There are many vital rail improvements Massachusetts should make, such as the North-South rail link and MBTA electrification. If Springfield had a much larger population and economy, more business and social ties to Boston, and land use policies that favored dense downtown living -- all of which would do a great deal to decrease regional inequality in Massachusetts -- perhaps a Springfield-Boston rail link would make sense. Until then, nope.
DiCara and Waskiewicz's other proposals can similarly be dispensed with pretty easily. Incentivizing in-state agricultural purchases and rural tourism is great. But tourism and agriculture will never be able to make up for the industrial decline that has decimated Massachusetts' small cities. Agriculture is subject to the same mechanization and consolidation forces that led to decreasing factory jobs. While tourism is quite important to the economies of the Berkshires and Cape Cod, it is just one small sector with limited potential for job-creating growth. And as economic development strategies, both policies as developed in the article increase dependence of the periphery on the Hub.
What then must we do?
In the Washington Monthly, Philip Longman argues that the increase in regional inequality in the U.S. is due to specific public policy decisions. In particular, federal antitrust enforcement used to ensure that no company or region was able to unfairly dominate. Regional inequality declined until around 1980, until Chicago School economists convinced policymakers that ensuring low prices for consumer goods is more important than fighting monopoly power -- and local stores fell to chain stores, local companies to multinationals, eroding the economic base of small towns and cities across America.
Though I am sympathetic to Longman's argument, his diagnosis has some holes in it. Regional inequality has been increasing around the world, not just in the U.S. Smaller cities in England and France have declined while London and Paris boom; mega-cities such as Beijing and Lagos have grown in tandem with rural population declines in Nigeria and China.
But whether we grant Longman's argument or not, the idea that regional inequality is linked to larger historical patterns suggests that there isn't much the state can do about regional inequality. We must simply lobby the federal government to rearm against monopolists. While we certainly should push for federal action on regional inequality, there are a number of steps Massachusetts can take to reduce inequality, or at least ameliorate the worst effects.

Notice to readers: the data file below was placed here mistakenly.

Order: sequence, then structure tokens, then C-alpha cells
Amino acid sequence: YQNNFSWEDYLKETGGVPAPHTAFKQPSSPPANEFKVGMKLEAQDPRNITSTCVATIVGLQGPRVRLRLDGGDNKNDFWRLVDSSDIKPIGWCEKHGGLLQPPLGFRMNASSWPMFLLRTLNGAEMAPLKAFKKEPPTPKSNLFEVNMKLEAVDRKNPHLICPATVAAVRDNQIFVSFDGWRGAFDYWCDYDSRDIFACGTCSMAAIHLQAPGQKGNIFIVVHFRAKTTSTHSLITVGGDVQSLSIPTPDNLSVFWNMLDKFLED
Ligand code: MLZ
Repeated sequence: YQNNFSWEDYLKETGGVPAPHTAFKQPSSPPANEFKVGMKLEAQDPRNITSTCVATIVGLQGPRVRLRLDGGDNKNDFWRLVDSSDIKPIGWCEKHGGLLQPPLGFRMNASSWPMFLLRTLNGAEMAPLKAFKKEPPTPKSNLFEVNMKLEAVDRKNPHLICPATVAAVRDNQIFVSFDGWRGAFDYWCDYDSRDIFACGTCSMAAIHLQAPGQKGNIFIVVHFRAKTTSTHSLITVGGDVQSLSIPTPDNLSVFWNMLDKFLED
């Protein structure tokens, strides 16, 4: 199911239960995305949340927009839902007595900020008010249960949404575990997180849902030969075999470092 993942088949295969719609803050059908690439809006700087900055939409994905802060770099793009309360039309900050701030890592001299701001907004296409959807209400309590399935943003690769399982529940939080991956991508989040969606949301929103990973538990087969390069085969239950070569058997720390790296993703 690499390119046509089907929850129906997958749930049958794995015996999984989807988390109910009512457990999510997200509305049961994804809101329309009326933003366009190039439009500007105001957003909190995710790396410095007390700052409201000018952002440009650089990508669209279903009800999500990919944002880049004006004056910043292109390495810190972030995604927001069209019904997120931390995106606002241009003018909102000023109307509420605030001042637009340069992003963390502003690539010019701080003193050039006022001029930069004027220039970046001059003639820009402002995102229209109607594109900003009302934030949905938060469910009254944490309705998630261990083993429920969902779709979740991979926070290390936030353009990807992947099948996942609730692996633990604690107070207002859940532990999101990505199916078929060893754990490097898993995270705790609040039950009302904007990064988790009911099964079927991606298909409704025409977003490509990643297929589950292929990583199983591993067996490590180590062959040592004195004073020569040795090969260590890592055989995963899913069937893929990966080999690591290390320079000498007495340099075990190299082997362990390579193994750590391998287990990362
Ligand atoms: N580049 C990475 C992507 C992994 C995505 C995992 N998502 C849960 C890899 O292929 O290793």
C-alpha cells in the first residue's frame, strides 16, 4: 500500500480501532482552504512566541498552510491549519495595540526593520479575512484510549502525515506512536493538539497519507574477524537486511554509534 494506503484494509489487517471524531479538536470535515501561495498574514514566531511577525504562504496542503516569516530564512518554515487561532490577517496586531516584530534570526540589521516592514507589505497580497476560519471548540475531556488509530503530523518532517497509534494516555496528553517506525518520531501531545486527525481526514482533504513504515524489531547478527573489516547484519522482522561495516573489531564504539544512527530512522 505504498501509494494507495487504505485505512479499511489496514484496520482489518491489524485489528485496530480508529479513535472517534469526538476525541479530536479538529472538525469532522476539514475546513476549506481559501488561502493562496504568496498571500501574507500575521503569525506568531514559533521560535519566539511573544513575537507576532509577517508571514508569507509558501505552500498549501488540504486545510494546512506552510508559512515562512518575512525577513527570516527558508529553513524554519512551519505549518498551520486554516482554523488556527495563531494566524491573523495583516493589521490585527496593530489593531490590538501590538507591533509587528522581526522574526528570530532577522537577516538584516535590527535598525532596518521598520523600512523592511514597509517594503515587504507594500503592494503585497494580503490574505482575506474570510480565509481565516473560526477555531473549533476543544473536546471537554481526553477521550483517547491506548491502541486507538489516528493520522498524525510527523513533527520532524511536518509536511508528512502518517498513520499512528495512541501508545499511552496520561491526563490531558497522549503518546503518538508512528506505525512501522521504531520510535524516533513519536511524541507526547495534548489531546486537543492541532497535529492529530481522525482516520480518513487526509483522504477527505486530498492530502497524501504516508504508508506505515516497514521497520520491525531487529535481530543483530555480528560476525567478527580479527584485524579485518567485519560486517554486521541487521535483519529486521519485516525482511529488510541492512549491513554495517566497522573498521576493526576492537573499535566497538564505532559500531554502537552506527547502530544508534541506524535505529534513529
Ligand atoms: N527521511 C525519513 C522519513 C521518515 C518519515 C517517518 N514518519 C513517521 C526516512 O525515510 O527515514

Here are three proposals for addressing regional inequality in Massachusetts:
1) Invest in health.
As DiCara and Waskiewicz note, rural Massachusetts has worse health outcomes and life expectancy than in Greater Boston. As in other small towns across America, heroine and meth are big problems. Massachusetts should spend more money on health care, drug treatment and rehabilitation. Besides being a basic, necessary social service, health spending can act as an economic catalyst, as hospitals become major regional employers. The California legislature recently introduced a bill to explore universal health care. Massachusetts, long known as a health policy innovator, should follow California's lead.
2) Build more housing.
At least for the time being, Boston is the main economic engine in Massachusetts, but it is incredibly expensive to live there. The state should make lowering the cost of housing in Boston a top priority, both through allowing more private development and by expanding public housing. Bay Staters from outside Boston should be able to move to Boston to take advantage of its economic opportunities, but currently it is prohibitively expensive. Public housing should be built or acquired in Massachusetts's small towns, too. For the elderly in particular, even if a house is affordable, it may be unrealistic to live in a single-family home in context of land-use patterns that require traveling long distances to buy groceries or see a movie.
3) "Right-size" transit.
Rail between Springfield and Boston is probably not a great transit investment for the state, but that doesn't mean that no investments should be made. The state should investigate corridors outside Greater Boston that could be good candidates for higher-capacity transit, such as Fall River/New Bedford, or Northampton/Springfield. Connecticut's CTfastrak is a great example of successful, efficient mass transit between mid-sized cities in New England. (To paraphrase Picasso, great states steal.) In addition, the state should expand dial-a-ride options in rural areas and small cities, particularly for those who can't (or can't afford to) drive.
DiCara and Waskiewicz correctly diagnose Massachusetts as suffering from an acute case of regional inequality. However, they misunderstand the nature of that inequality, and propose fixes that will only reinforce Massachusetts's hierarchy. Instead, we must directly address the decline in material conditions outside major metropolitan areas, and work towards policies that can mitigate the unequal systems that lead to regional hierarchy in the first place.
1 These maps turned out to be less important for my argument than I thought they'd be. But they're still pretty cool so I left them in.
2 "The employment base of a rural town is often dispersed and distant, typically to a larger regional center — for example, a small city — where there are factories, a state hospital, or other major employers." From Economic Growth Issues in Massachusetts Rural Areas and Small Cities by Nancy Goff, a 1994 public policy brief.